Plant Health Care in Organic Farming Position paper. April 2016

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1 Plant Health Care in Organic Farming Position paper April 2016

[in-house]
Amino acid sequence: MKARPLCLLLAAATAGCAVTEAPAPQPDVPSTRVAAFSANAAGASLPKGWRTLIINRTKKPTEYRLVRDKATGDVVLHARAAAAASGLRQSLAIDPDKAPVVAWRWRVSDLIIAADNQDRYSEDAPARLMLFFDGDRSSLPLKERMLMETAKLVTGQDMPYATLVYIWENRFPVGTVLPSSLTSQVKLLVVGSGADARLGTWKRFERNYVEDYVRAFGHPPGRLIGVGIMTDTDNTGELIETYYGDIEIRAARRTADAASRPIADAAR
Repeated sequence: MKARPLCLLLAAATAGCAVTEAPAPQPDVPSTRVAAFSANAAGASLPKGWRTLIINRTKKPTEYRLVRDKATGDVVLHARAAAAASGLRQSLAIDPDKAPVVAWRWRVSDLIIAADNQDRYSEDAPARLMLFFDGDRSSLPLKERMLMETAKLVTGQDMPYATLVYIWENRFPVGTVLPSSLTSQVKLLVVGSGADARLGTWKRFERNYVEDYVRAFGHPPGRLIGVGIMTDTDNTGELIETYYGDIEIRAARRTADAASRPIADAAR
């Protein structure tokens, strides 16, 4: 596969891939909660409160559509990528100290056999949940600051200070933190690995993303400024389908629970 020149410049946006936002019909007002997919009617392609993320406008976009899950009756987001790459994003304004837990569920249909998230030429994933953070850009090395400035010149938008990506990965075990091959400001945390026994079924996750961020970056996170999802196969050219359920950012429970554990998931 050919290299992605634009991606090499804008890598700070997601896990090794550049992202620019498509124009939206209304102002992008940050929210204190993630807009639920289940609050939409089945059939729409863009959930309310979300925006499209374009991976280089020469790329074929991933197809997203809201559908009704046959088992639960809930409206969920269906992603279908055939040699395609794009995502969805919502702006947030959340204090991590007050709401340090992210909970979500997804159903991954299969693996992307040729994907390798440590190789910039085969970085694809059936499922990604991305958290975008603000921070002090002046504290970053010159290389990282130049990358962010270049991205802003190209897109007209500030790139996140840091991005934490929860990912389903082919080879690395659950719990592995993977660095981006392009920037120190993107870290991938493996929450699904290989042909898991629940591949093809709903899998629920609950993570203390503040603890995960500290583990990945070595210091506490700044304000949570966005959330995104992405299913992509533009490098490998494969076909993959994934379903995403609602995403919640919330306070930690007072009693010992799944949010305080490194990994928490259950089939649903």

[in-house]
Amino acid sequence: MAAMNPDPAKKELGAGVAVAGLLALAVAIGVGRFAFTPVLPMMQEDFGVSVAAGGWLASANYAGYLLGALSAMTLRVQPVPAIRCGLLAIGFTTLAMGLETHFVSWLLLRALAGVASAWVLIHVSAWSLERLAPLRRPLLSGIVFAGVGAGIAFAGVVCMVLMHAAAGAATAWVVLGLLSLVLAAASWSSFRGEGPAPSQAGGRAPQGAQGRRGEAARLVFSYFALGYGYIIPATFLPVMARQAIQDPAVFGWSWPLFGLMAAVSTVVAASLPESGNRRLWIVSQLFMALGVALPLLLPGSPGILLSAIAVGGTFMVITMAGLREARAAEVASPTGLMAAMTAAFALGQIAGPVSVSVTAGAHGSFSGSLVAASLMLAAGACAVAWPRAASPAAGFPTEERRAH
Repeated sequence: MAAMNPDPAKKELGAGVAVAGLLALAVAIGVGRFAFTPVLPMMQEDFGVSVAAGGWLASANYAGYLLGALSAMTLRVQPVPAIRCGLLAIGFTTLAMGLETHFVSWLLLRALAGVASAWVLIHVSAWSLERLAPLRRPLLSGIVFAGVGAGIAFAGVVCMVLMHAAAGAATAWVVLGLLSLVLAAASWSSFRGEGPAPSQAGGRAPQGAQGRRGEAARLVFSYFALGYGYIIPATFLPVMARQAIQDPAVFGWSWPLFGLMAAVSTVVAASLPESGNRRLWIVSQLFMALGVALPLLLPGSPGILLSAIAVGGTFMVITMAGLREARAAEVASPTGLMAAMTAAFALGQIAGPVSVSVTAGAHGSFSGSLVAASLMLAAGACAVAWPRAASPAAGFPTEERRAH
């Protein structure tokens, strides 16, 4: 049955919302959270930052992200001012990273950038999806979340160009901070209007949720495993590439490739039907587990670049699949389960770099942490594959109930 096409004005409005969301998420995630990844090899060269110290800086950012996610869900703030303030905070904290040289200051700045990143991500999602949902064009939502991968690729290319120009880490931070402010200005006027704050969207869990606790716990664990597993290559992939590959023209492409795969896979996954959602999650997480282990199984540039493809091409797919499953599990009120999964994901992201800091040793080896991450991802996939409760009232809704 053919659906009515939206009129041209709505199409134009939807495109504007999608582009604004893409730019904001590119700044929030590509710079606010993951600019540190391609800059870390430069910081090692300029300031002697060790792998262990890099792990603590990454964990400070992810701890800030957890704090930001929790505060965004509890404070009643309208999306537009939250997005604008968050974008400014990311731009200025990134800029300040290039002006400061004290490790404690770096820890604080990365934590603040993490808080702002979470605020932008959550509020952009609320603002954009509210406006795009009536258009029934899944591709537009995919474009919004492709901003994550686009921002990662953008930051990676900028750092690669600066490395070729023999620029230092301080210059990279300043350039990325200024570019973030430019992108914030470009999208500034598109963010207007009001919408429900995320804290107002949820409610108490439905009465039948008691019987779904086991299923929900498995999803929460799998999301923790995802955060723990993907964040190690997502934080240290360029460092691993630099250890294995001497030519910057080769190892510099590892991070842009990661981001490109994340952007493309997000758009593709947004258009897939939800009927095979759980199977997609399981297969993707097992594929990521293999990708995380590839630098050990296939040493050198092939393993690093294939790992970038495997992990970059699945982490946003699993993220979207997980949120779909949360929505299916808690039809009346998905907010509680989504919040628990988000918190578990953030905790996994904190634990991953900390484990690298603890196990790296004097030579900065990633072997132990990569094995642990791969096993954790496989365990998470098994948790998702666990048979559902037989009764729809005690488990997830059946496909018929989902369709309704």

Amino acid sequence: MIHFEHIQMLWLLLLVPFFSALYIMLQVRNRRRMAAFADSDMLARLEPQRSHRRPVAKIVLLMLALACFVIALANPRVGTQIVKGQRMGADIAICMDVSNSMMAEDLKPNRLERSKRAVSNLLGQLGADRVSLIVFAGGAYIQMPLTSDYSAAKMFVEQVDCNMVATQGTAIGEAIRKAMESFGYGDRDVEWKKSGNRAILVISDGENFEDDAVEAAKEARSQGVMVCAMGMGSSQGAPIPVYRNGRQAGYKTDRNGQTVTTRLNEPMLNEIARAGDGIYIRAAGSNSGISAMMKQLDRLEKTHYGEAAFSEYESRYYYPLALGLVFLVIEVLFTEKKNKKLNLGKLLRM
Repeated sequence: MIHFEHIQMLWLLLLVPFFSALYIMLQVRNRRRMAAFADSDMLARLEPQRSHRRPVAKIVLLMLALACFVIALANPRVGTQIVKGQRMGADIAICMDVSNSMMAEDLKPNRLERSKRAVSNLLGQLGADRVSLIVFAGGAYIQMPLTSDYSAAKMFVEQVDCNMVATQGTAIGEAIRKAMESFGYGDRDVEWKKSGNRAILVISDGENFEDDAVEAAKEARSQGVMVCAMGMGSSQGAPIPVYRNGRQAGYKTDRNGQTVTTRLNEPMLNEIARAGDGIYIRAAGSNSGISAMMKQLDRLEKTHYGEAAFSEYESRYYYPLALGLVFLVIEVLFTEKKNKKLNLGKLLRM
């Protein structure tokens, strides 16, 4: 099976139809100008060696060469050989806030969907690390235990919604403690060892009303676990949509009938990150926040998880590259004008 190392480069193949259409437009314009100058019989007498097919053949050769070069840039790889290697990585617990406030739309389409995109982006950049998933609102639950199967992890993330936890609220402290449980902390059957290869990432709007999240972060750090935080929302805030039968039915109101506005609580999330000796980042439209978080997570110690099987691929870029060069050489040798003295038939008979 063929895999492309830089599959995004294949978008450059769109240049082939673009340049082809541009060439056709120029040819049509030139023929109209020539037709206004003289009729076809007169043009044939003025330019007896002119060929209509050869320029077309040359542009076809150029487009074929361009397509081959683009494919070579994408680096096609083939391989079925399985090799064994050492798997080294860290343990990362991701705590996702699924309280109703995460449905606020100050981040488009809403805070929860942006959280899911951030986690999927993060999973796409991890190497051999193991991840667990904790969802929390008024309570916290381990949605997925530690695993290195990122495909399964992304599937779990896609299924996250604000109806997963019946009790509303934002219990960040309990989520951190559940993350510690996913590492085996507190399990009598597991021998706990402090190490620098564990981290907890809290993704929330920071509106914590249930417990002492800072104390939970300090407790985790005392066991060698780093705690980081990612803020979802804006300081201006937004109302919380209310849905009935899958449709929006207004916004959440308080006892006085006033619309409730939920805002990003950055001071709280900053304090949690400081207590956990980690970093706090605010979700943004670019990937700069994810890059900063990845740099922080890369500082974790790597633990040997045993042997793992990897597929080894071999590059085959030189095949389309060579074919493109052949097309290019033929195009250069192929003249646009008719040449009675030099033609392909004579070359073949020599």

2 General Introduction As a system approach to sustainable agriculture, organic farming aims to effectively manage ecological processes whilst lowering dependence on off-farm inputs. Plant health in organic production is managed mainly by preventive and indirect measures internal to the agroecosystem. In this respect, organic farming plays a very important role as a pioneer in the development and the introduction of preventive measures and biocontrol solutions for plant health care. In case of necessity such measures may be complemented by external inputs such as plant protection and fertilisation products. Organic breeders and small, local seed suppliers, for instance, aim for broader genetic diversity because it is essential for the adaptability of plants to local farming conditions and changes in weather patterns, and the basis for natural disease and pest resistance. Where external inputs are used, organic plant health is based on the precautionary principle. This acknowledges that the impact of synthetic pesticides on our agroecosystems, the wider environment and human health can never be exhaustive. As a result organic farming rejects the unpredictable risks coming from the release of artificially designed molecules (e.g. synthetic pesticides) and organisms (from genetic engineering) into the environment. Thus, Organic production focuses on the use of plant varieties from traditional breeding and inputs are limited to naturally occurring substances. This does not mean that all naturally occurring substances do not necessarily have an impact on the ecosystem or human health. However there is a difference between substances with newly designed molecules and organisms and those with an existing natural background exposition. In the case of the use of natural occurring substances, what has to be considered is the additional risk of the proposed use (e.g. mode of application, concentration etc.) rather than its release into the environment where they already present. Many of these aspects of organic plant health care are not adequately addressed in the current EU policy and regulatory framework. As a result, to effectively support the future development of organic plant health care immediate and long-term actions in the EU regulation and policy, are needed to address these challenges. In the first instance immediate efforts to support a better regulatory framework. This includes: Ensuring traditional and new plant varieties with a broad genetic spectrum have access to the market Public investment to support applications for naturally occurring substances- needed to close gaps in organic health care strategies. These investment are of public interest where there is a limited economic interest for industry to invest due to small market size and the limited possibility to protect the intellectual property Registration processes in horizontal legislation further adapted to naturally-occurring substances reflecting their special importance for plant health care in organic farming, low input agriculture and amateur gardening (especially for substances with multiple modes of action and traditional use). A fast-track procedure for the inclusion of registered substances in line with the organic principles and necessary for organic plant health. In addition long term EU policies must be put in place to mainstream organic and agro-ecological approaches for plant protection. This includes: Prioritisation of organic farming in National Action Plans implemented under the Sustainable Pesticide Use Directive in order to better meet its objectives A more supportive and coordinated agricultural policy environment to stimulate the uptake of organic and agro-ecological practices such as soil management, crop rotation, the breeding of robust varieties and biological pest control Prioritisation of research (e.g. the good example set in the Horizon 2020 programme 2016/2017) and, innovation and knowledge transfer for organic plant health to support greater agroecosystem resilience Introduction of a green valued add tax (VAT) on pesticides and synthetic fertilisers with revenues used to fund applied research development on organic and agro-ecological approaches 1. 1 Pesticide taxes have been pioneered by countries such as Denmark, France, Norway and Sweden See Böcker, T., and Finger, R., (2016): European Pesticide Tax Schemes in Comparison. Available at: Plant health Care in Organic Farming 1